Common Myths About Skin Cancer

The beloved sun causes skin cancer. Here are the facts about what that means.

The beloved sun causes skin cancer. Here are the facts about what that means.


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By Kristine Crane | Nov. 6, 2014 | 9:00 a.m. EST

Shannon Doan-Duff was a classic skin cancer candidate. Red hair, blue eyes, skin so pale she compares it to raw chicken, and lots of freckles.

Doan-Duff, who lives in Harlan County, Kentucky, had gotten burned as a child a couple times visiting her grandparents in Hawaii, and she used tanning beds every week during law school and leading up to her wedding. Her grandfather died of melanoma, and her uncle suffered from it. But it never occurred to Doan-Duff that she, too, was at high risk for the disease, and until she was 42 years old, she’d never had a skin examination.

So when the odd-looking spot just above Doan-Duff’s collarbone appeared, she dismissed it. “I made every excuse in the world,” like just another freckle or an age spot, she says.

But when Doan-Duff’s colleagues were alarmed by the spot one Friday afternoon last January, she decided to get it checked out. One of those colleagues had herself suffered two bouts of skin cancer – basal cell and squamous cell carcinomas, the less deadly forms of the disease. The following week, Doan-Duff was diagnosed with the other one: that old family foe, melanoma. “I know five people who have melanoma, and only two are alive,” she says. “I’m sitting there thinking, ‘Will I live to see my daughter’s 19th birthday in May?’”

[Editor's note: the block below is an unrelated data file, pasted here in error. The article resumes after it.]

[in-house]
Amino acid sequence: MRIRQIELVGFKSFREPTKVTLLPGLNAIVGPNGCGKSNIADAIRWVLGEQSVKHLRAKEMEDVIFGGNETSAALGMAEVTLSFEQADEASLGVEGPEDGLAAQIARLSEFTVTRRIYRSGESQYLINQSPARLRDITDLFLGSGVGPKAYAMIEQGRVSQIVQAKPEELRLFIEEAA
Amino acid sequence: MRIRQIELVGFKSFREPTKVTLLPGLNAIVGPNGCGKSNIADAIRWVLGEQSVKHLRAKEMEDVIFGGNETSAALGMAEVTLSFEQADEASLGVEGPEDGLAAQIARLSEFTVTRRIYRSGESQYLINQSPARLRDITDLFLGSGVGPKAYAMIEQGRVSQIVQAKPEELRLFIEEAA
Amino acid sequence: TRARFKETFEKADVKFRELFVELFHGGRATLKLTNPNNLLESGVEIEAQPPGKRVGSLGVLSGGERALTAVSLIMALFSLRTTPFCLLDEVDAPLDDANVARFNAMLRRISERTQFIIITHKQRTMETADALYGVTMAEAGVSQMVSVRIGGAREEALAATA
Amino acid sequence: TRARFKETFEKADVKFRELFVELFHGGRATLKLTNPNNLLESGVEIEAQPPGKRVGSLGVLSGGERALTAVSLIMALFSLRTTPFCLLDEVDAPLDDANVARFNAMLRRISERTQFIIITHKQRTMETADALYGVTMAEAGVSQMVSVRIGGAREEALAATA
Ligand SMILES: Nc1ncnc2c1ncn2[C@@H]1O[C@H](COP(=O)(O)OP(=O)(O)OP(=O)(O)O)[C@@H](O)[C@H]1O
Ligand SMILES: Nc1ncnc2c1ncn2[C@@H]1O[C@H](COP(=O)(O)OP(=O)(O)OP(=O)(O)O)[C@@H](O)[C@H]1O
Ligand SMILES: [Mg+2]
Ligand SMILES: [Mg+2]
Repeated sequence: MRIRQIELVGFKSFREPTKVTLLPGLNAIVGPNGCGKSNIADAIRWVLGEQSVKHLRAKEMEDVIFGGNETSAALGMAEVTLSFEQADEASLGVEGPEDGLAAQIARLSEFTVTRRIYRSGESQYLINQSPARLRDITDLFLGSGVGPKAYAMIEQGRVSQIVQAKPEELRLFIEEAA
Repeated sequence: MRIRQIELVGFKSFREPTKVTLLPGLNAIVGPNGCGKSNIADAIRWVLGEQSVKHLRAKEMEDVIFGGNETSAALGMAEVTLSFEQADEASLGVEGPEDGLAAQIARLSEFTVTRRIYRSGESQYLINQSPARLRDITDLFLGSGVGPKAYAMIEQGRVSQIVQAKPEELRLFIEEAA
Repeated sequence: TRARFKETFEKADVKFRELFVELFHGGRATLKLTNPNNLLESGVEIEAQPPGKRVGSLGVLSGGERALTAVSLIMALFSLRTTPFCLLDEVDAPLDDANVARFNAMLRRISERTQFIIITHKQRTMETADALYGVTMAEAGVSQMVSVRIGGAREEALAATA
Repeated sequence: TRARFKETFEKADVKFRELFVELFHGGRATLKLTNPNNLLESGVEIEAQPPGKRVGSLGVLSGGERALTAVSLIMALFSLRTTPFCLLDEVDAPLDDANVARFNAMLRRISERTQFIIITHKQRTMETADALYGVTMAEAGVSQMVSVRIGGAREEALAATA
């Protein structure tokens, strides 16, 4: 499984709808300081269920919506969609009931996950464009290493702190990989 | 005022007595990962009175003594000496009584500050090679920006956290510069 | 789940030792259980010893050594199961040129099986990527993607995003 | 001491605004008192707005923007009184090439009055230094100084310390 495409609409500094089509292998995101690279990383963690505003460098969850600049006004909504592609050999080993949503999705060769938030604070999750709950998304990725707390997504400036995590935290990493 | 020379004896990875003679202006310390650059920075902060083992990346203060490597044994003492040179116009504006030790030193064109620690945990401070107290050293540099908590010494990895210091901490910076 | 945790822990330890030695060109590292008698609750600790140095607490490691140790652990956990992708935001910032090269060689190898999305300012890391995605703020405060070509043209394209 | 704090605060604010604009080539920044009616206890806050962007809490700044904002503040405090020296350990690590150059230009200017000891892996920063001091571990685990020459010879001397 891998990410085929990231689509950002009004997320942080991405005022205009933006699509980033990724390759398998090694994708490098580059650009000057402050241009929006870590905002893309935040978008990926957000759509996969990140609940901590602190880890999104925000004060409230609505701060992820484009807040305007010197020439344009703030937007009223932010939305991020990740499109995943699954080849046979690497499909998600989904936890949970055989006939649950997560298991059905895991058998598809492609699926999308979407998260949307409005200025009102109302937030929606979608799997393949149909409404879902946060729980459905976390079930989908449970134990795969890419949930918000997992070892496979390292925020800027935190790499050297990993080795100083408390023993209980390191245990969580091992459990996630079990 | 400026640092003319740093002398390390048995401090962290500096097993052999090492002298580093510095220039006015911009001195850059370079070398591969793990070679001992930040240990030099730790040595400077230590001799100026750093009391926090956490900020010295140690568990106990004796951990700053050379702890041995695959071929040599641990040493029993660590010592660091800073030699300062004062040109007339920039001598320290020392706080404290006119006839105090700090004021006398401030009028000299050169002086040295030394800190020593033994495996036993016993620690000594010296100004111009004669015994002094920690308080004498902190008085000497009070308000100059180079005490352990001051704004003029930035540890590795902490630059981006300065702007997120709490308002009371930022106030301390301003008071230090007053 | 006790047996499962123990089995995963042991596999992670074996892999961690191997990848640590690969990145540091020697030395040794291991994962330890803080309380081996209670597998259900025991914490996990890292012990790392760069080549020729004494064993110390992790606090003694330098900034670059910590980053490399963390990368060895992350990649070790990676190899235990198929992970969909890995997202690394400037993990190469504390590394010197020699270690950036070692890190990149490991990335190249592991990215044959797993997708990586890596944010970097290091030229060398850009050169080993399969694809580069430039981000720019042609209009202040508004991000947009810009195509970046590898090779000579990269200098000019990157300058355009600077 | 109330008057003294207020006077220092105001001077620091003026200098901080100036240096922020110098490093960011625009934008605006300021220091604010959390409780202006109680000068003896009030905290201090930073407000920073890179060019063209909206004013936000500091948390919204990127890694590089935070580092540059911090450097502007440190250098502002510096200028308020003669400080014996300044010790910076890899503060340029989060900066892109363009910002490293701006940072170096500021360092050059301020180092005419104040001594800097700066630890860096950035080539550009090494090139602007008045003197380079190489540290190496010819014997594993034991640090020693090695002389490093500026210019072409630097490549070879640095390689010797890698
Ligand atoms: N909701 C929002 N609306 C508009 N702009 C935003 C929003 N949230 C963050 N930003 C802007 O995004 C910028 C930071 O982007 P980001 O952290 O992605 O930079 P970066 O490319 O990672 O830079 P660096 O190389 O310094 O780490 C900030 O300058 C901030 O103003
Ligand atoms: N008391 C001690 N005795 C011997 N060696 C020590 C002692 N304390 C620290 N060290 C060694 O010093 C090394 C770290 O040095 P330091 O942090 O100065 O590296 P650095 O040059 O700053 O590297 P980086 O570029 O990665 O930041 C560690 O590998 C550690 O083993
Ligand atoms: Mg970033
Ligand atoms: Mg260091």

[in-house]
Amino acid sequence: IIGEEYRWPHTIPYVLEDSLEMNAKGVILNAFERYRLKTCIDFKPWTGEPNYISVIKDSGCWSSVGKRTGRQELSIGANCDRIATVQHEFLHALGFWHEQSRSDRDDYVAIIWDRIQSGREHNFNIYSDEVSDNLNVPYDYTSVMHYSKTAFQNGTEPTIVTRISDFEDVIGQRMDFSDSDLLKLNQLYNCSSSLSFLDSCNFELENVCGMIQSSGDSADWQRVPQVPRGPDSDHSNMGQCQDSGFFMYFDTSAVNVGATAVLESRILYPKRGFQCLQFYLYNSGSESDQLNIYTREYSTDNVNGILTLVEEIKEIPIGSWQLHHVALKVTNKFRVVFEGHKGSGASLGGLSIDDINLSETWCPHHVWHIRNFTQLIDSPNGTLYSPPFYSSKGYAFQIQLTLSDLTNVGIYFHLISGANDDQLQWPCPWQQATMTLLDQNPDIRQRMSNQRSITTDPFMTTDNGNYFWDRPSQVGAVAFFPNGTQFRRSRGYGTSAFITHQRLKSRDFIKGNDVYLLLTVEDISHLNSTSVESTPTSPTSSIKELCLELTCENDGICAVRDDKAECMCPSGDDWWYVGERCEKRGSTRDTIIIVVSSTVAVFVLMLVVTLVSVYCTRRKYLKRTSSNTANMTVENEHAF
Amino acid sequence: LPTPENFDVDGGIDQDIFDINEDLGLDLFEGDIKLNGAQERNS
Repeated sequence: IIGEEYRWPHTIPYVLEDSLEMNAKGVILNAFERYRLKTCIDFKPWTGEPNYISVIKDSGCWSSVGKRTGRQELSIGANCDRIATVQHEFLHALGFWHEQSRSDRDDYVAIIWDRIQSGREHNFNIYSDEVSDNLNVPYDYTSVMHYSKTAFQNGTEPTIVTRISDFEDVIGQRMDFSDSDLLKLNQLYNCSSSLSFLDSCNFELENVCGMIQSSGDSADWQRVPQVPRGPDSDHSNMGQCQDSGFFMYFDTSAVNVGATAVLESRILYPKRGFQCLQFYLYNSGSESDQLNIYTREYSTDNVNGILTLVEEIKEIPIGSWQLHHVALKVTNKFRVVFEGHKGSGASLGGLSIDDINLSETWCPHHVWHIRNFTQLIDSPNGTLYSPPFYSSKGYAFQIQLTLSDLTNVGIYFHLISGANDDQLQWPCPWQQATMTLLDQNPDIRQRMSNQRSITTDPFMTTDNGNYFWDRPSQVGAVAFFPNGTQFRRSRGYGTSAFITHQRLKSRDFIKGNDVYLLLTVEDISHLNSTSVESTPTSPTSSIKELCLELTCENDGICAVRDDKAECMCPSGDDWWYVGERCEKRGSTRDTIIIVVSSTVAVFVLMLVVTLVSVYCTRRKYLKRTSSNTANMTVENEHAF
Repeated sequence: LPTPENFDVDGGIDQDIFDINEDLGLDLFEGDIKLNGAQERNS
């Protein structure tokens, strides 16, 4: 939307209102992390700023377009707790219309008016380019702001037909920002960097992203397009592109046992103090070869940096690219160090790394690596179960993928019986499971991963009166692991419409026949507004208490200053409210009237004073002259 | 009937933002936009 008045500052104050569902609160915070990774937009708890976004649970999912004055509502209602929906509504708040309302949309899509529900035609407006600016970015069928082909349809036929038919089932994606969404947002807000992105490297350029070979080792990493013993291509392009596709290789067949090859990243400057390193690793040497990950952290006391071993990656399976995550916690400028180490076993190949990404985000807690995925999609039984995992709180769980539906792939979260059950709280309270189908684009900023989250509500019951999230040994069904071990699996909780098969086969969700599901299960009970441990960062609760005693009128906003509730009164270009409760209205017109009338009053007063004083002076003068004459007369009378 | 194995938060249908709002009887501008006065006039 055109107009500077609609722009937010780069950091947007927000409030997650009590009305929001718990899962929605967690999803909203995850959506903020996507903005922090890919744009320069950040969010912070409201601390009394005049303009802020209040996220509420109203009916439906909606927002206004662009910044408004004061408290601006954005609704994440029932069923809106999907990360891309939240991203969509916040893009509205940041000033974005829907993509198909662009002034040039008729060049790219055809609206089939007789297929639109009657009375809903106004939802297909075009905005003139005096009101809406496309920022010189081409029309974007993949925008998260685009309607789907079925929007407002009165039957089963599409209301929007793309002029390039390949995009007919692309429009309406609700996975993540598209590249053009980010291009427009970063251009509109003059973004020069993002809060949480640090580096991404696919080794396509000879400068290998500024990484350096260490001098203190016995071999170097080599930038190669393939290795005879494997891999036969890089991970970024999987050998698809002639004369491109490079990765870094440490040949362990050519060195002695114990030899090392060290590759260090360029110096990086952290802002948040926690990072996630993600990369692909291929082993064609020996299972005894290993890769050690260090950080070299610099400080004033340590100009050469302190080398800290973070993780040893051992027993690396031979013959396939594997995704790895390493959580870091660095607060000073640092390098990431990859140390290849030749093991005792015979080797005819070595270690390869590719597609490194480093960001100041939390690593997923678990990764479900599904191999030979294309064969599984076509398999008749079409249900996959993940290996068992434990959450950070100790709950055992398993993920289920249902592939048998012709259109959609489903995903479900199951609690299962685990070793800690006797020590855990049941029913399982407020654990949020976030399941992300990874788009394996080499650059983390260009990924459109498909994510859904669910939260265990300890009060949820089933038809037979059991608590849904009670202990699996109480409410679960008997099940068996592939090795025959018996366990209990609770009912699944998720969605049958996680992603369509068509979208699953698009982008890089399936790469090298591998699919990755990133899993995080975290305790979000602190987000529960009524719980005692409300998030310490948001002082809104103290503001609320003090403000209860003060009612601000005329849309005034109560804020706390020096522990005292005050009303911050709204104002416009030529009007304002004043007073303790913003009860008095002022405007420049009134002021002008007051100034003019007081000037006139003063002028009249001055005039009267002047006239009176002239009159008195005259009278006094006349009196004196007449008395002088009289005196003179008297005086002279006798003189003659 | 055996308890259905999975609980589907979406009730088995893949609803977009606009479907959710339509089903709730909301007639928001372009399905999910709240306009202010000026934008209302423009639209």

Fortunately, Doan-Duff’s cancer was early stage and treatable with the standard excision. She uses sunscreen religiously and gets a whole-body skin examination every three months, which she will have to do the rest of her life. “It’s a small price to pay,” she says.

Like many people, Doan-Duff believed a lot of myths about skin cancer until she was diagnosed with it. Here are some common misbeliefs, debunked:

“It’s just skin cancer.”

This was the common reaction Doan-Duff got when she told people – her husband included – that she had skin cancer. “No one would ever say that about breast cancer,” she adds. With skin cancer, there’s this idea that you can scrape, burn or cut it off, and you’re fine, says Vernon Sondak, chair of the department of cutaneous oncology at the Moffitt Cancer Center in Tampa, Florida. “Many times that’s true, but not all the time, and not for all types of skin cancer.”

That misconception feeds into another myth that all skin cancers are the same. There are three distinct types. Basal cell carcinoma is the most common form, striking about 3 million people each year, says Amy Forman Taub, a dermatologist in Lincolnshire, Illinois, and spokeswoman for the Skin Cancer Foundation. She adds that it’s slow-growing and usually not fatal. The spots are often flesh-colored or reddish (sometimes with blood vessels inside) and shiny, and they need to be surgically removed. Squamous cell carcinoma is less common and typically strikes older adults, Taub says. The spot looks like a wart or a scab, and it’s treated with surgery and radiation. Melanoma is the most deadly form of skin cancer, and it’s also the only cancer that is on the rise, especially among 20-somethings. “We don’t totally understand why,” Taub says.

“I’m not at risk of skin cancer.”

Did you leave your house to go to work today or run errands without putting on sunscreen? Then you’re at some risk of skin cancer. Certainly, not everyone runs the same risk of developing the disease, and Sondak is hopeful that a “risk-stratified screening approach” is on the horizon. A common myth is that people with darker skin, such as Hispanics and African-Americans, are at no risk of skin cancer because black melanin is more protective than red, but “there are a number of factors – genetic and biological – as well as visible,” Sondak says. He adds that patients with darker skin will often say, “‘I didn’t know I could get this.’ Bob Marley died of melanoma. Unfortunately, he’s not the only one.”